Deficit Caused by Tax Cuts
In my career of writing letters to my hometown newspaper, my favourite headline supplied by the Regina Leader-Post was â€œDeficit Caused by Tax Cuts,â€ for a letter arguing that Saskatchewanâ€™s mild deficit a few years ago resulted from provincial tax cuts rather than from alleged overspending.
Todayâ€™s inane press release from Finance Canada, lauding the fact that “Tax Freedom Day” came three days earlier this year, prompts me to make the same point about the current federal deficit. To their credit, Linda McQuaig and Murray Dobbin have also recently made this point.
Budget 2009 projected that all tax cuts enacted by the Harper government would cost $34 billionÂ in lost revenue this fiscal year (Table A2.2). Interestingly, that amount exactly equals the deficit which Budget 2009 projected for this fiscal year.
The fact that economic conditions are even worse than assumed by theÂ Budget will reduce actual tax revenues and the cost of tax cuts by a small percentage relative to projections. ByÂ including around $10 billion for the auto bailout, Finance nowÂ anticipates a deficit of $50 billion this fiscal year. So, Harperâ€™s tax cuts no longer account for the whole federal deficit (just two-thirds of it).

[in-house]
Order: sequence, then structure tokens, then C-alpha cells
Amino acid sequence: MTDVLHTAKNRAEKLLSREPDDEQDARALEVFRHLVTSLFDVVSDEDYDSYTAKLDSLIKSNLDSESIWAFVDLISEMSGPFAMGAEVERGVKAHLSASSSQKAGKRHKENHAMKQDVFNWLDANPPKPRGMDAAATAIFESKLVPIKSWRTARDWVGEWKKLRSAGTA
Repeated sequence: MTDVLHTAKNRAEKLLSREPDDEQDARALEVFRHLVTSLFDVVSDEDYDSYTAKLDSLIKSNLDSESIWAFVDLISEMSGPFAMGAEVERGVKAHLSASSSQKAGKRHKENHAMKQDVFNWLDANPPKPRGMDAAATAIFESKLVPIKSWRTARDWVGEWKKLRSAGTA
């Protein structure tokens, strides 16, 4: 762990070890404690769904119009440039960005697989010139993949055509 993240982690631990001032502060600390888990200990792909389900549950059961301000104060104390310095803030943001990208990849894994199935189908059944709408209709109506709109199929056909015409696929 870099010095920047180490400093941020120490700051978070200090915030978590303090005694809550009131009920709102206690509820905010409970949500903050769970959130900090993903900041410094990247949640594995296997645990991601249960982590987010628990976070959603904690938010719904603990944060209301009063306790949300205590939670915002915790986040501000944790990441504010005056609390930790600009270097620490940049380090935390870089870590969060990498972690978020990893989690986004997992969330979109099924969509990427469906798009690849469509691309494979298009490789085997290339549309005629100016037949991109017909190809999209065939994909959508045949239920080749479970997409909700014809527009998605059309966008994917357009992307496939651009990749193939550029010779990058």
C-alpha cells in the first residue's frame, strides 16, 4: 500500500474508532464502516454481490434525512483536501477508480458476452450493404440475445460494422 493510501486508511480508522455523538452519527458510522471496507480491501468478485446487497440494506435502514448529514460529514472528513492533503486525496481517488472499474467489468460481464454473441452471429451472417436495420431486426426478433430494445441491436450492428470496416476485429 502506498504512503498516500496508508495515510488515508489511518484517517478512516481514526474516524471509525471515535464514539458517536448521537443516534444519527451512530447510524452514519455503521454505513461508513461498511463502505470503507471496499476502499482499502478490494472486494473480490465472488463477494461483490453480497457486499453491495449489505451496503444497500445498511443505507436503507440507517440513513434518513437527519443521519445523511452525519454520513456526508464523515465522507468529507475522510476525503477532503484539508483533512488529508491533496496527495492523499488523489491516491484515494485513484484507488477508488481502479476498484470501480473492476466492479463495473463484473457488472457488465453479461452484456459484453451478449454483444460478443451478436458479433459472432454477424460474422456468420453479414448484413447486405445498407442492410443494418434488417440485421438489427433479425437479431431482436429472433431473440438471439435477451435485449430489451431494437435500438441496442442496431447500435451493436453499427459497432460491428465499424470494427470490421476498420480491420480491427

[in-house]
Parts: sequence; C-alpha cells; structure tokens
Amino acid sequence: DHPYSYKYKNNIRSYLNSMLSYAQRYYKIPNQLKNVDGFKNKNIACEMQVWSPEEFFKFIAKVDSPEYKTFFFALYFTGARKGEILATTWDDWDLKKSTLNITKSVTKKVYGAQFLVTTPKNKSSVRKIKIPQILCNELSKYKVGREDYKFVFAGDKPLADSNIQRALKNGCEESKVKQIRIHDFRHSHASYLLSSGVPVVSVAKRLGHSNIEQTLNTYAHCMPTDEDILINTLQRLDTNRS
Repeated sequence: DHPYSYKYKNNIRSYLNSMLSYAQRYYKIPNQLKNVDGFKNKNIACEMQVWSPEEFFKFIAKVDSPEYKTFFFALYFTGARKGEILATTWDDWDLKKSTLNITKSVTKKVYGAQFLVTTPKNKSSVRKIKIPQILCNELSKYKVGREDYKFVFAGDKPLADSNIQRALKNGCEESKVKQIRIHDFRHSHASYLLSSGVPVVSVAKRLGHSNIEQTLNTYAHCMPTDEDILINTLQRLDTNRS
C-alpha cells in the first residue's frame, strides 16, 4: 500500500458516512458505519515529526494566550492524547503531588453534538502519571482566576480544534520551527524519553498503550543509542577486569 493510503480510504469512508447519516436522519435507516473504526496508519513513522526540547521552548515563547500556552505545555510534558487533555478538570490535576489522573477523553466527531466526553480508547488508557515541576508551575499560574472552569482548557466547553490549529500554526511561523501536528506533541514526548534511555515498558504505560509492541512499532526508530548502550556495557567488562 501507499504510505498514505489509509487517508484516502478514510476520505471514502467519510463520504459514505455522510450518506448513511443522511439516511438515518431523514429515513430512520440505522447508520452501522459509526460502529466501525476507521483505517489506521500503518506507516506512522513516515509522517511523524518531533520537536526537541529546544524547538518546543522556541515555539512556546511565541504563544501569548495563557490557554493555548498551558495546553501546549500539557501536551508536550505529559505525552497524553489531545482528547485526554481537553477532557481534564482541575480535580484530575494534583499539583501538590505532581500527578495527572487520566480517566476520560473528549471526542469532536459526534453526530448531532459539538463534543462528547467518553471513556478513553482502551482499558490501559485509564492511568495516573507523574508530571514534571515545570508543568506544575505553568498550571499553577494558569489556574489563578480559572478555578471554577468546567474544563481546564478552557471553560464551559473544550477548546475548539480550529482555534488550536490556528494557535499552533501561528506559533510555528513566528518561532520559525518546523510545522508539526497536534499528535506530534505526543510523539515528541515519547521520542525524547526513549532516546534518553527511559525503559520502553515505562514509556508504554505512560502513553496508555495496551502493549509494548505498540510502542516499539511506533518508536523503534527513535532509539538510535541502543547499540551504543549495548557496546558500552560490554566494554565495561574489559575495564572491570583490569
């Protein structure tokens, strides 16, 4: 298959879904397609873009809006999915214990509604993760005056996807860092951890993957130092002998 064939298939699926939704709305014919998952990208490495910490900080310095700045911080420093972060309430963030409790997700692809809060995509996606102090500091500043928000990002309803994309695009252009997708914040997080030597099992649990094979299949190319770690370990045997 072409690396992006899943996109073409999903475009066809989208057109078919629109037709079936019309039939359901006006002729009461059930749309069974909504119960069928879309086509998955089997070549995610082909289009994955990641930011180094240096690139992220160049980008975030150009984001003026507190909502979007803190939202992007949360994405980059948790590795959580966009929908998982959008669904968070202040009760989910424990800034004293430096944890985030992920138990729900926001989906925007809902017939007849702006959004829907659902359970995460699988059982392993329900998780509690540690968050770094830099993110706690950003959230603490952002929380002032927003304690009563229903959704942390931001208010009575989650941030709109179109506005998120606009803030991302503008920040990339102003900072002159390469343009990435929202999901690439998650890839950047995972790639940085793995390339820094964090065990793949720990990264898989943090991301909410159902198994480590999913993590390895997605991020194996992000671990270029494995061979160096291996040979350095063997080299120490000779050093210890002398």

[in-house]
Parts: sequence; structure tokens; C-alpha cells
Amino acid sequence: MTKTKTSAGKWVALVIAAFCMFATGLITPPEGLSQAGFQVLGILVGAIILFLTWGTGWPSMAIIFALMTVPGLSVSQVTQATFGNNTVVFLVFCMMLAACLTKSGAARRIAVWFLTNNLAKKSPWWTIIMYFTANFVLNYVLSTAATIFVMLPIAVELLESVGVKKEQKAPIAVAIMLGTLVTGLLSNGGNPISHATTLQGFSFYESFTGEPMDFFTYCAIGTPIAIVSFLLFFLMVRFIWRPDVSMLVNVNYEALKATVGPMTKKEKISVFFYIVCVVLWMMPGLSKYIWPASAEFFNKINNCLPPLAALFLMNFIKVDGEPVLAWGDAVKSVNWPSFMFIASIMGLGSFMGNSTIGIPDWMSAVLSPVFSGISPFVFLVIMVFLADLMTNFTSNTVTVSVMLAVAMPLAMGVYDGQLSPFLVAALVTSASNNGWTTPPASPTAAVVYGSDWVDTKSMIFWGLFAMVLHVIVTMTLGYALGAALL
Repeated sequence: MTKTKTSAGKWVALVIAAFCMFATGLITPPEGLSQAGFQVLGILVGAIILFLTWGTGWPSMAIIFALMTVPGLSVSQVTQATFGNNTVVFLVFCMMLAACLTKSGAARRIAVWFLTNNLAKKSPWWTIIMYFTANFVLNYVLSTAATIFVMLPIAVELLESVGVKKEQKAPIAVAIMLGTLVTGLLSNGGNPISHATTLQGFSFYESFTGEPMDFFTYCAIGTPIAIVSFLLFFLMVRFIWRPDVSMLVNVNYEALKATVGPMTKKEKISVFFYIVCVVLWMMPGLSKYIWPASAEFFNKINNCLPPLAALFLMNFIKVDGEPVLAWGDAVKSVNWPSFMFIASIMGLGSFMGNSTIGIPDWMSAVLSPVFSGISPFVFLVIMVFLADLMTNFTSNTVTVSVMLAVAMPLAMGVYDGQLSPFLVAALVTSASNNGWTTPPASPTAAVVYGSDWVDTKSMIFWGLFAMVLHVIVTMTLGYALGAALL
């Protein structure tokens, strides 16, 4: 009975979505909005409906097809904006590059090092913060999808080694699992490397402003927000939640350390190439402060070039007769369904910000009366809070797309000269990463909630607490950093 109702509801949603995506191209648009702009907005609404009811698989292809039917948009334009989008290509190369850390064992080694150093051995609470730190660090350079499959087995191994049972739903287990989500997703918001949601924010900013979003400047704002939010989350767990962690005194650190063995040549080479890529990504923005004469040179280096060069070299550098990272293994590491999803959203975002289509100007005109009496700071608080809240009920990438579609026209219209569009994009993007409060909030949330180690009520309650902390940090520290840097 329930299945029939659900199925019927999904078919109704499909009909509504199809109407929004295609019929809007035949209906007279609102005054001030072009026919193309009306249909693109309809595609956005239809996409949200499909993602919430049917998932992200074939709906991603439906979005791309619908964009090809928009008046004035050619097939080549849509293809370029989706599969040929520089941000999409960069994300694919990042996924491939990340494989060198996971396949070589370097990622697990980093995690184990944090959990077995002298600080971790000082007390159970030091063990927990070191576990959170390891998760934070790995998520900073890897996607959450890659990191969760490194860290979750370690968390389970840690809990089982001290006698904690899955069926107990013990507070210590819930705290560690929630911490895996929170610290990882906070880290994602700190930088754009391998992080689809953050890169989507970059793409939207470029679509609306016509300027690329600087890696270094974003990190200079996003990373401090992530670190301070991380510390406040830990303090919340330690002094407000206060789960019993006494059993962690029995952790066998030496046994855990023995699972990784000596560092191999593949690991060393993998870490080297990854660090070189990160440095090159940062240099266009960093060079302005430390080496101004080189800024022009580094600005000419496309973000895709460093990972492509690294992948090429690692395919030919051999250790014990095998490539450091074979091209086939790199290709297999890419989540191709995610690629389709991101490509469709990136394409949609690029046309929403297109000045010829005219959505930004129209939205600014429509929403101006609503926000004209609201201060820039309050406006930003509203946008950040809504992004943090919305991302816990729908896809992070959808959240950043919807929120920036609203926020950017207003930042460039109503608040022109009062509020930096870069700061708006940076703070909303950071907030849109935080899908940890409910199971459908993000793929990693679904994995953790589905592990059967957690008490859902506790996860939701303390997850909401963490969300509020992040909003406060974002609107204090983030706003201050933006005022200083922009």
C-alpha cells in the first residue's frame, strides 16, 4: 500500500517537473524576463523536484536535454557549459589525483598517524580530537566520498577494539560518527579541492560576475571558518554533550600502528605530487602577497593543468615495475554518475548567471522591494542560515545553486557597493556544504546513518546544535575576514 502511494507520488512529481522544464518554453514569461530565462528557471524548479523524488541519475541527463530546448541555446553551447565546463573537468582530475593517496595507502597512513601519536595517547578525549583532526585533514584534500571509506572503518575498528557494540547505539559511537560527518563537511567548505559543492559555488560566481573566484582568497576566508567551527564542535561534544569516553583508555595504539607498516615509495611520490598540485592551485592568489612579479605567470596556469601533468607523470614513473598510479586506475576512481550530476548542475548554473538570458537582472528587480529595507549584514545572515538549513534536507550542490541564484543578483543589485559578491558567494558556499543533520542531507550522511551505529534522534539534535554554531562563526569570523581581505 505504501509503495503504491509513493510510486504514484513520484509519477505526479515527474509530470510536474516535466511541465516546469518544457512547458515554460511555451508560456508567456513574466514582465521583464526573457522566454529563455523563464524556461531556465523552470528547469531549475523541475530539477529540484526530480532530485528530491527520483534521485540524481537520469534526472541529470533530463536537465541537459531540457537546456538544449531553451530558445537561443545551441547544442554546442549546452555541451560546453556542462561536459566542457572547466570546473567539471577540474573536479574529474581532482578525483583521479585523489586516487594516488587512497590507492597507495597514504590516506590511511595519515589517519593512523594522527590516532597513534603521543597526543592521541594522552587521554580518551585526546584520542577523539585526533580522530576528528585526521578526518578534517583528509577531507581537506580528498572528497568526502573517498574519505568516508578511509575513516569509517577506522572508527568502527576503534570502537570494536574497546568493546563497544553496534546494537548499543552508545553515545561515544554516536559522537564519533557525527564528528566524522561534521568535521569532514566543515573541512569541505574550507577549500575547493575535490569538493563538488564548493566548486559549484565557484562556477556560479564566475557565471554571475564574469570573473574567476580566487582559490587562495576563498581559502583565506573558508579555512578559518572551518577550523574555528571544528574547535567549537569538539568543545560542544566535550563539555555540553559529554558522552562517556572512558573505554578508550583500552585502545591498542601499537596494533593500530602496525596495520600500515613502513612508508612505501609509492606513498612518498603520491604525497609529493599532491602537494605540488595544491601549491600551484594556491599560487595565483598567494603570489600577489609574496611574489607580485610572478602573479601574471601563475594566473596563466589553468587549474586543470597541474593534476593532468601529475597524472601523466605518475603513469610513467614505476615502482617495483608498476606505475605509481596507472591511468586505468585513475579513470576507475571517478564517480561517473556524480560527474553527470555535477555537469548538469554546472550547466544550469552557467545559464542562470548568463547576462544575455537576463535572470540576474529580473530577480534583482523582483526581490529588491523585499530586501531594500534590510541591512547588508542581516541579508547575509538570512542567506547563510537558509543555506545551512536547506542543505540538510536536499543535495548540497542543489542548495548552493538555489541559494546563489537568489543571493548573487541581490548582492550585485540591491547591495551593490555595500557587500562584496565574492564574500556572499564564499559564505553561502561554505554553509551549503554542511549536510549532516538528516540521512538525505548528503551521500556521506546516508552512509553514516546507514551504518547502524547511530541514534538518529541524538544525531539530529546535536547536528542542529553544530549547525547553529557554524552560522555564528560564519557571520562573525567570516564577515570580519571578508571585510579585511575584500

The auto bailout is a one-time outlay. The federal government may add to the $10 billion, but it may also get the money back if industry restructuring and a rebound in auto sales boosts the value of its GM and Chrysler equity. By contrast, Finance expects the annual cost of Harperâ€™s tax cuts to rise to $44 billion as the corporate tax cuts are phased in and as the economy recovers.
The size of this yearâ€™s deficit (3% of GDP) should not be the issue. It would not make sense to raise taxes in the midst of recession to balance the budget. However, to avoid an ongoing structural deficit as the economy recovers, we shouldÂ consider reversingÂ Harperâ€™s tax cuts . . . even if it delays “Tax Freedom” by three days.